As it turns out, it tasted delicious. The cake was wonderfully moist from all the fat, and the olive oil and alcohol flavors had muted quite a bit. In fact, it didn't really taste olive oil-y at all. The cake feels more decadent than its simple appearance indicates. We drank the obvious wine with it: the rest of the bottle of Vin de Glaciere.

It's funny. Usually for IMBB, I don't have any problem coming up with ideas. This time, I was stuck. I just don't include wine in many things I cook. As I write this (of course!) other ideas come to me. Dried cherries rehydrated in red wine. Tom's ridiculous mushrooms. But my lack of ideas at the time surprised me. Coincidentally, I noticed a cooking with wine class at Tante Marie. It's not until February, but I decided to sign up for it to fill this gap in my repertoire. So next time, I'll have tons of ideas.

Thursday, September 16, 2004

Recipe for Happiness

  1. Buy some artisan bacon from a smokehouse so good that when people visit the town it's in, they pack empty coolers just to fill with bacon. Roundmans Smokehouse is a good choice (search for "Roundmans" on that page, the listed website doesn't work).
  2. Have a co-worker bring you some fresh, ripe tomatoes from his garden.
  3. Buy some organic Romaine lettuce and an Acme Bread Herb Slab, a flat rectangular bread spiked with fragrant herbs.
  4. Preheat oven to 400°. Slice tomatoes. Wash lettuce.
  5. Make some mayonnaise with a big clove of hardneck garlic, the most flavorful subgenre of garlic breeds.
  6. Slice the Herb Slab into pieces that look about sandwich size. Then cut horizontally through the crumb to separate the top and bottom.
  7. Brush the crumb side of all the Herb Slab pieces with olive oil, sprinkle with kosher salt, and put crust side down on a sheet pan. Toast in the oven until brown, about 17 minutes.
  8. Gently fry thick bacon slices over medium heat, flipping occasionally. Run back and forth through the apartment to get the most exposure to the intoxicating smell. When bacon is cooked, lay on a plate lined with paper towels. Reserve bacon grease in pan to use for hash browns the next night.
  9. Spread mayonnaise on all the Herb Slab toasts. Lay one toast down, put bacon on top, then lettuce, then tomato slices. Top with another toast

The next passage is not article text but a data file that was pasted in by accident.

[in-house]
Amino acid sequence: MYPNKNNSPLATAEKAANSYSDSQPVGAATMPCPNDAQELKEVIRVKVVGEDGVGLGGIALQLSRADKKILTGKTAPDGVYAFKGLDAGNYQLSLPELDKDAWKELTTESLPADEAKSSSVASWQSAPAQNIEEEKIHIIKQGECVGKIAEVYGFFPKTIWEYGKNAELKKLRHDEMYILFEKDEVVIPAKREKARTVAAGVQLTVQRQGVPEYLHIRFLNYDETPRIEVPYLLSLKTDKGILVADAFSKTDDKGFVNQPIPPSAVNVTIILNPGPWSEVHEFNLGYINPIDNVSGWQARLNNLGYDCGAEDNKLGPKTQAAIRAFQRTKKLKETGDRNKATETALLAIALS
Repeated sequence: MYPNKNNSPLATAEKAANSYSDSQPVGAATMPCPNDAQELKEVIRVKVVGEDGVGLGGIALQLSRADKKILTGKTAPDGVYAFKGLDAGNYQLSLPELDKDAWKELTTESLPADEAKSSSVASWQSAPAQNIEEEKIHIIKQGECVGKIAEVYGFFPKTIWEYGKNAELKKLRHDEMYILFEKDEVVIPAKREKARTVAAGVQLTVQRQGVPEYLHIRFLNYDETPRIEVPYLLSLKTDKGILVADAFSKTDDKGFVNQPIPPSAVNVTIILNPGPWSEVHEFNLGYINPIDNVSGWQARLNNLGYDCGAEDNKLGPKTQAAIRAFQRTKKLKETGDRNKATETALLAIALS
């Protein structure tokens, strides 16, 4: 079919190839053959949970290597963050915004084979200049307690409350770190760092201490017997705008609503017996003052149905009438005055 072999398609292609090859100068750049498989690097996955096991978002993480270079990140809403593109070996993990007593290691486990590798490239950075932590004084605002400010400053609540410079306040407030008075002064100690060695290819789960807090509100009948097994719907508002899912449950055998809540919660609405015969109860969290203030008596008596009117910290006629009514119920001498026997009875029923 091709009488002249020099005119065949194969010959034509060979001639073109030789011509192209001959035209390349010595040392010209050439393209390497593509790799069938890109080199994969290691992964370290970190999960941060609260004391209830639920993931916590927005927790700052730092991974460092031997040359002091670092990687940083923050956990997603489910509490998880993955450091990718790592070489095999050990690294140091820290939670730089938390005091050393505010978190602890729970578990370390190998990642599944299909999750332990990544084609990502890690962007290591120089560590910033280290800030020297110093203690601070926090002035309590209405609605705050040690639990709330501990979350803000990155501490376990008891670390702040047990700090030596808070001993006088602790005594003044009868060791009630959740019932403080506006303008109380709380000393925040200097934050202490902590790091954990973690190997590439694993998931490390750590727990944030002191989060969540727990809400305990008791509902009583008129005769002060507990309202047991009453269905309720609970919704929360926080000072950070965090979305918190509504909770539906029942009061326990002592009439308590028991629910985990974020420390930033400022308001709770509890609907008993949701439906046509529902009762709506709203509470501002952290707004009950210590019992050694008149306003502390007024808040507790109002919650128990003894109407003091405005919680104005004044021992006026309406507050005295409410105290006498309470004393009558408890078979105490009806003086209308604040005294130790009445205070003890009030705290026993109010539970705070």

10. Serve with a bottle of Txakolina, a crisp, very slightly effervescent white wine from Northern Spain's Basque country that smells and tastes like a fruit-laden apple tree on a stony outcrop just after a cleansing rainstorm.
The best way to cook good ingredients: as simply as possible.

Tuesday, September 14, 2004

North Coast Brewing Company

Melissa and I visited Fort Bragg this weekend because I was covering Winesong! for The Wine News. We rolled into town late on Friday night, checked into our hotel, picked a restaurant out of the visitors' guide, and drove down the main road in this small coastal town. We changed our original dinner plans, however, when we saw the North Coast Brewing Company. I consider brewing companies with restaurants to be predictable and more interesting than the fast food restaurants that could claim the same. Sure enough, the food was standard pub fare, though the appetizers included atypical smoked salmon (a specialty of the region) and crostini, or roasted garlic and goat cheese with crostini.

You don't expect fantastic food at a brewery restaurant, but you should anticipate a good beer selection. I prefer wine, but I enjoy beer as well, and come on, what should one drink in this setting? I latched onto one option on the beverage menu: a 4-glass sampler of 4-oz. glasses. I didn't know which four beers to choose—the brewery makes about a dozen, and my beer knowledge is practically nonexistent—so I told the server what I like (not too hoppy) and asked her to choose for me. Melissa chose a glass of Scrimshaw, which she figured would complement the Scrimshaw-based batter on the fish and chips.

I tasted them as I would wine: beer has its own complexities, its own rewards for those who take the time to think about the taste. I started with the beer that seemed the lightest: the Acme California Pale Ale. A co-worker tells me that North Coast Brewing Company bought Acme Brewery at some point in the past. My tasting notes mention a nose of lemon, with a taste that was dominated by hops but also had baking spice and vanilla components. I found it pleasant but not too exciting.